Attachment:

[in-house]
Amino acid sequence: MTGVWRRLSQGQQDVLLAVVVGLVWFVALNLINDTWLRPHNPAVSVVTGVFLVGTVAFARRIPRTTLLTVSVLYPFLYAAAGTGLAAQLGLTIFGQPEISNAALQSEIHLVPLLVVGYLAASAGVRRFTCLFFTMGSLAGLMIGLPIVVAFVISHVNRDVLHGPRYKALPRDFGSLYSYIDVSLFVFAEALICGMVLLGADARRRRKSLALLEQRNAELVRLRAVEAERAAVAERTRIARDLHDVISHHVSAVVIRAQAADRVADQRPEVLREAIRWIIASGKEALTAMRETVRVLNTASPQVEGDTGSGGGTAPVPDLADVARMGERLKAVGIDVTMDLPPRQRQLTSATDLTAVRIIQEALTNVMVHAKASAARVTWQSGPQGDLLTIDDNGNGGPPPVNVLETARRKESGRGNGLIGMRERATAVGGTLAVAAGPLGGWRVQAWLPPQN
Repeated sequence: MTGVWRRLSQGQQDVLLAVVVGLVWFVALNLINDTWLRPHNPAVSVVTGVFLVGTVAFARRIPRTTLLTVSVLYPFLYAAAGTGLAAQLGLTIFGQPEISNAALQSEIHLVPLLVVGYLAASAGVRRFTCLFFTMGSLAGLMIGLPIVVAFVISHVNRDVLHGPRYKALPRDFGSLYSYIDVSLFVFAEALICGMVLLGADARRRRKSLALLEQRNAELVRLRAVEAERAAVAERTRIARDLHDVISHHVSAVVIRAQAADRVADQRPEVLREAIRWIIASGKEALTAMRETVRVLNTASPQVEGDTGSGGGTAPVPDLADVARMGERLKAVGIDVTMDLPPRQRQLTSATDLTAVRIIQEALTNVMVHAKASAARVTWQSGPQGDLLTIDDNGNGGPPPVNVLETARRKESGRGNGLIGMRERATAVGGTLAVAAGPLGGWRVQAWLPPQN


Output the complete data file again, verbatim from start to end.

[in-house]
Amino acid sequence: MTGVWRRLSQGQQDVLLAVVVGLVWFVALNLINDTWLRPHNPAVSVVTGVFLVGTVAFARRIPRTTLLTVSVLYPFLYAAAGTGLAAQLGLTIFGQPEISNAALQSEIHLVPLLVVGYLAASAGVRRFTCLFFTMGSLAGLMIGLPIVVAFVISHVNRDVLHGPRYKALPRDFGSLYSYIDVSLFVFAEALICGMVLLGADARRRRKSLALLEQRNAELVRLRAVEAERAAVAERTRIARDLHDVISHHVSAVVIRAQAADRVADQRPEVLREAIRWIIASGKEALTAMRETVRVLNTASPQVEGDTGSGGGTAPVPDLADVARMGERLKAVGIDVTMDLPPRQRQLTSATDLTAVRIIQEALTNVMVHAKASAARVTWQSGPQGDLLTIDDNGNGGPPPVNVLETARRKESGRGNGLIGMRERATAVGGTLAVAAGPLGGWRVQAWLPPQN
Repeated sequence: MTGVWRRLSQGQQDVLLAVVVGLVWFVALNLINDTWLRPHNPAVSVVTGVFLVGTVAFARRIPRTTLLTVSVLYPFLYAAAGTGLAAQLGLTIFGQPEISNAALQSEIHLVPLLVVGYLAASAGVRRFTCLFFTMGSLAGLMIGLPIVVAFVISHVNRDVLHGPRYKALPRDFGSLYSYIDVSLFVFAEALICGMVLLGADARRRRKSLALLEQRNAELVRLRAVEAERAAVAERTRIARDLHDVISHHVSAVVIRAQAADRVADQRPEVLREAIRWIIASGKEALTAMRETVRVLNTASPQVEGDTGSGGGTAPVPDLADVARMGERLKAVGIDVTMDLPPRQRQLTSATDLTAVRIIQEALTNVMVHAKASAARVTWQSGPQGDLLTIDDNGNGGPPPVNVLETARRKESGRGNGLIGMRERATAVGGTLAVAAGPLGGWRVQAWLPPQN